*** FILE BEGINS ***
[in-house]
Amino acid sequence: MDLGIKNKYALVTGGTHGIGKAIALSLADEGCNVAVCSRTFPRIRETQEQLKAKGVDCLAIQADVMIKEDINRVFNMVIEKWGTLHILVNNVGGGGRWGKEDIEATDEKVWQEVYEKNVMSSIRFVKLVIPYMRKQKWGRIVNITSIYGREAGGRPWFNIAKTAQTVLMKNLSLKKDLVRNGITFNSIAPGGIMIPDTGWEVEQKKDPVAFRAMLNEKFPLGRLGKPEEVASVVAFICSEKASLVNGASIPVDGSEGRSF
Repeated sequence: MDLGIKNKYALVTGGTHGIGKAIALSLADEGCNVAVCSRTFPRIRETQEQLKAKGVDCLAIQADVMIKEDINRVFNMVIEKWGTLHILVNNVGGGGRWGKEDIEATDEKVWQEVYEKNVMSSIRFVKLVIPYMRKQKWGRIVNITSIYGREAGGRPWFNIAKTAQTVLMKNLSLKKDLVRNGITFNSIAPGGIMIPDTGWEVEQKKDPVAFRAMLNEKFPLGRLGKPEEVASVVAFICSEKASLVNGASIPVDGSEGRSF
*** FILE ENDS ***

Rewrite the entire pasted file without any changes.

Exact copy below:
[in-house]
Amino acid sequence: MDLGIKNKYALVTGGTHGIGKAIALSLADEGCNVAVCSRTFPRIRETQEQLKAKGVDCLAIQADVMIKEDINRVFNMVIEKWGTLHILVNNVGGGGRWGKEDIEATDEKVWQEVYEKNVMSSIRFVKLVIPYMRKQKWGRIVNITSIYGREAGGRPWFNIAKTAQTVLMKNLSLKKDLVRNGITFNSIAPGGIMIPDTGWEVEQKKDPVAFRAMLNEKFPLGRLGKPEEVASVVAFICSEKASLVNGASIPVDGSEGRSF
Repeated sequence: MDLGIKNKYALVTGGTHGIGKAIALSLADEGCNVAVCSRTFPRIRETQEQLKAKGVDCLAIQADVMIKEDINRVFNMVIEKWGTLHILVNNVGGGGRWGKEDIEATDEKVWQEVYEKNVMSSIRFVKLVIPYMRKQKWGRIVNITSIYGREAGGRPWFNIAKTAQTVLMKNLSLKKDLVRNGITFNSIAPGGIMIPDTGWEVEQKKDPVAFRAMLNEKFPLGRLGKPEEVASVVAFICSEKASLVNGASIPVDGSEGRSF